Social workers support the recovery of people with mental health problems. Recovery is a process whereby individuals or families restore rights, roles, and responsibilities lost through illness, disability, or other social problems. It requires hope and empowerment, supported by a vision for a different way of being.

Recovery is a concept at the heart of social work practice, though the profession is frequently following others in articulating and evidencing good practice. Yet despite the theoretical basis of recovery finding synergy with social work, there is limited research informing social workers on how best to intervene effectively and to influence the social factors enabling or impeding recovery.

The term ‘recovery’ has now become part of routine mental health service delivery and policy frequently without acknowledging its social origins. Internationally, recovery is being framed as core to community mental health service delivery, but all too frequently with reference to symptom reduction and service rationing rather than regaining control over one’s life.

Social work theory and practice largely adopts a holistic, bio-psycho-social systems approach, which is central to models of social recovery. Practitioners are working daily to support the recovery of the individuals and families they are working with, frequently using highly effective approaches such as strengths or asset-based assessments, self-directed support or enhancing social inclusion. However, ‘recovery’ is rarely taught as a social theory informing social work practice on qualifying programmes, possibly because it is under-theorised and lacking a well-developed evidence base.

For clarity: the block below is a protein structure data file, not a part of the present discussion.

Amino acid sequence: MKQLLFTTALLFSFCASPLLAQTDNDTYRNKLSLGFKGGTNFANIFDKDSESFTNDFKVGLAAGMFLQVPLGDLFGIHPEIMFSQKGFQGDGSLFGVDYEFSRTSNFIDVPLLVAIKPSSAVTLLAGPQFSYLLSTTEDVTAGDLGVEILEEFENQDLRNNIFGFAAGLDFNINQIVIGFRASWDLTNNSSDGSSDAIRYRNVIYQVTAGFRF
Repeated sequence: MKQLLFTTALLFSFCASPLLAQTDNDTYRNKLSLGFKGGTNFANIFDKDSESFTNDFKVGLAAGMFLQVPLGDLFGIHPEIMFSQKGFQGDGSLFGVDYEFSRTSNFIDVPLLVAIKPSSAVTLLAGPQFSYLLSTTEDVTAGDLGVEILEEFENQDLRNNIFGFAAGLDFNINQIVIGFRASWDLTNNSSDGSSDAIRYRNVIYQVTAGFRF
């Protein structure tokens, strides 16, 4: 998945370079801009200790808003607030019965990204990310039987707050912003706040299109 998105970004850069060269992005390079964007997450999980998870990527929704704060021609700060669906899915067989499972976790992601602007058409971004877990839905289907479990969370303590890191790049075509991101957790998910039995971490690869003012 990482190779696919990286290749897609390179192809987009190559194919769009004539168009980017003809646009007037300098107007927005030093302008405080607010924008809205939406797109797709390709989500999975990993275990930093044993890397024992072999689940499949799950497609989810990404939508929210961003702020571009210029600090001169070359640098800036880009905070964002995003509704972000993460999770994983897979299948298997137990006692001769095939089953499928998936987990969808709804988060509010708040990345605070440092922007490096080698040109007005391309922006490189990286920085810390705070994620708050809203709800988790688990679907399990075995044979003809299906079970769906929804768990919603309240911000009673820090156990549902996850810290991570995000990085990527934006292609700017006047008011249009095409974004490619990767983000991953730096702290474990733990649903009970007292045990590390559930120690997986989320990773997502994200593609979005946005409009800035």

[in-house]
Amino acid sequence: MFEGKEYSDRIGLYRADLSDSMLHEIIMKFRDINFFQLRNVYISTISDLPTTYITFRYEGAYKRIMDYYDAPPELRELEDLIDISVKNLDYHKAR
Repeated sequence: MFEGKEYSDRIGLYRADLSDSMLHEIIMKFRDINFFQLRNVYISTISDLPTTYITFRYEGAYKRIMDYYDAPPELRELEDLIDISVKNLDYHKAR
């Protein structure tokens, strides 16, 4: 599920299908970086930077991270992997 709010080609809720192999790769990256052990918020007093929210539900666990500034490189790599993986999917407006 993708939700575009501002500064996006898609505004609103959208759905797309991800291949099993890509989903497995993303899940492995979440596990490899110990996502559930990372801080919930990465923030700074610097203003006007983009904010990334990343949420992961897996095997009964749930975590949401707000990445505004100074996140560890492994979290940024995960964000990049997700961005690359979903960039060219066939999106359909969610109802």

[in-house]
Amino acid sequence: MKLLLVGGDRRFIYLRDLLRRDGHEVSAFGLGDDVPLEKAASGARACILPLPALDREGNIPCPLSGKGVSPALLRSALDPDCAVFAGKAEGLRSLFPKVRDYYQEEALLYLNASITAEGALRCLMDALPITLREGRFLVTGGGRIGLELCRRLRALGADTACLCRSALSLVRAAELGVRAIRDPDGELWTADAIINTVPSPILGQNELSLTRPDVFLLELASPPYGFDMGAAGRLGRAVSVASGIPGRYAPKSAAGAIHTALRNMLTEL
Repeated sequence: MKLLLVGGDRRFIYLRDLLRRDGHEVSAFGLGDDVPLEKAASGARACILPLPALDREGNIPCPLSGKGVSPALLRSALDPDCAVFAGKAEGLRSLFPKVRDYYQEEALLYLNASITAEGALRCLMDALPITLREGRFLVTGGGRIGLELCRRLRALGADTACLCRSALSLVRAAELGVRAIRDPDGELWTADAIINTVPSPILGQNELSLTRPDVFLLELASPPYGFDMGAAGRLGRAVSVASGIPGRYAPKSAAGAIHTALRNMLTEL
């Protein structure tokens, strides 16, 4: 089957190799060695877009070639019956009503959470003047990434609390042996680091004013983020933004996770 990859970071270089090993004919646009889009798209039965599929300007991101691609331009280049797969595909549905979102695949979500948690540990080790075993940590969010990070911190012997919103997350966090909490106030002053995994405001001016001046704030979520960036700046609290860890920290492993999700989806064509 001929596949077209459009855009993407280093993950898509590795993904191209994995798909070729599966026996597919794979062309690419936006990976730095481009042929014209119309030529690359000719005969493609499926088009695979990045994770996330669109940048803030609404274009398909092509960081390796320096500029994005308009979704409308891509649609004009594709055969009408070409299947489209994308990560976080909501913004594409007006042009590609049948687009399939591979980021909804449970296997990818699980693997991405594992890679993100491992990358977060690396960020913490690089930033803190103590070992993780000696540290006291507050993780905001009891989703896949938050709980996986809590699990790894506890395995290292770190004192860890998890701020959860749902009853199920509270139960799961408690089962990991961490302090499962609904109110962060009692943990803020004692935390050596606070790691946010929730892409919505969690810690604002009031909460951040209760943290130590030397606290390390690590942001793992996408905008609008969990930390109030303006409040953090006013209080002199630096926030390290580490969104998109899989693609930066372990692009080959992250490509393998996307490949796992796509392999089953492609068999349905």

Special Issue of the British Journal of Social Work, 2015

I will be editing a special issue of the British Journal of Social Work on the theme of ‘Social Work and Recovery’ with Associate Professor Lynette Joubert of the University of Melbourne, Australia. It is due to be published in 2015, but I’m gathering papers for it now.

This special issue will publish internationally relevant contributions to social work research and thinking about recovery across multiple social work fields. Social work researchers and practitioners who are researching and working in the field of recovery are invited to contribute their work to make a distinct social work contribution to the growing evidence base about recovery.

We are seeking abstracts of up to 800 words by 9th May 2014 and full papers will be required by 5th September 2014.

If you are interested, you can find full details of the aims and key themes of the special issue on the British Journal of Social Work website.